Multiple scenarios exist where warfighters may be exposed to high levels of radiation. Countermeasures against possible high doses of radiation are an ongoing high priority for Department of Defense research and development organizations.
Scientists working on a DARPA-funded research effort have determined that an antibiotic and a protein fight radiation sickness more effectively when they are combined than when used separately. While doctors already use antibiotics to treat radiation sickness, researchers have found that adding bactericidal/permeability-increasing protein (BPI), a protein found in immune systems, allowed them to increase the survival rates of mice exposed to toxic levels of radiation to nearly 80 percent. More important, this treatment with BPI and antibiotics was effective up to a day after exposure to radiation.
The fact that this treatment can be administered up to a day after radiation exposure is so important, said Millie Donlon, DARPAs program manager for this effort. This is because most of the existing treatments we have require they be administered within hours of exposure to potentially lethal radiation something that might not always be possible in the confusion that would likely follow such an exposure event. Humans are known to be more sensitive than mice to the endotoxins treated by BPI, making a treatment such as this potentially more effective in humans. These are commonly used drugs that have been approved by the Food and Drug Administration for use in other scenarios such as bone marrow transplants and radiation treatment. They also have a long shelf life, making them easy to stockpile for future use.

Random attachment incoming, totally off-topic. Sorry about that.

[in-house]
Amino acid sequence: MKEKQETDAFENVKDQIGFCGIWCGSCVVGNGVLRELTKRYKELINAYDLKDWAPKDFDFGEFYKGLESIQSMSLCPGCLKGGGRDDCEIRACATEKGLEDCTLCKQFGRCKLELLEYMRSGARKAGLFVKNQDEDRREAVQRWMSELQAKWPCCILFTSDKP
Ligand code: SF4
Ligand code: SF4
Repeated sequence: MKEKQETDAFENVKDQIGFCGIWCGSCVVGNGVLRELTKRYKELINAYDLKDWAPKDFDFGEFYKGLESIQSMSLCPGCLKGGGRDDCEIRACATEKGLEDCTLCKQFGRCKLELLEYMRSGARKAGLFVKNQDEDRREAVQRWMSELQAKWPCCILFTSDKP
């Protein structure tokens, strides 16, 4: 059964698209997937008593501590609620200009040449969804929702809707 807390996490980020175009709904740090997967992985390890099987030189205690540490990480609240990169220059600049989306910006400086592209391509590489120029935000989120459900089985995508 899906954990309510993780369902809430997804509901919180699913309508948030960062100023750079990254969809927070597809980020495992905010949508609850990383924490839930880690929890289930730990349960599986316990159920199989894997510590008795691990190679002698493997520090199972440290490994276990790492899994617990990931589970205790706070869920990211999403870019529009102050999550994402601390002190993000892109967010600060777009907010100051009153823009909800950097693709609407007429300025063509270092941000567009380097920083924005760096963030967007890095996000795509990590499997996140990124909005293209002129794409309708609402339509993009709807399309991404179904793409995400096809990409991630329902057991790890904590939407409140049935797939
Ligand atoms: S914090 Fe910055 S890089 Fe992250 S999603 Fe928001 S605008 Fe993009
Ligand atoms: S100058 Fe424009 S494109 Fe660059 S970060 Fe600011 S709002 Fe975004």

Researchers have yet to determine why the combination of BPI and antibiotics work so well together. Theyve found, however, that mice that received both of these drugs not only had higher survival rates, but also started generating new bloods cells more quickly. This has potential for positive impact on many logistical considerations tied to radiation exposure, such as need for hospital time and requirements for donors and transfusions.
This research is the result of earlier efforts in this area conducted as part of DARPAs Radiation Bio-Dosimetry (RaBiD) program. RaBiD was an effort to develop non- or minimally invasive, portable and low-cost radiation bio-dosimeters, as well as novel radiation mitigation technologies that can be administered 12 or more hours after exposure and provide better than 90-percent survivability to humans. RaBiD began in 2008 and ended in August of last year.
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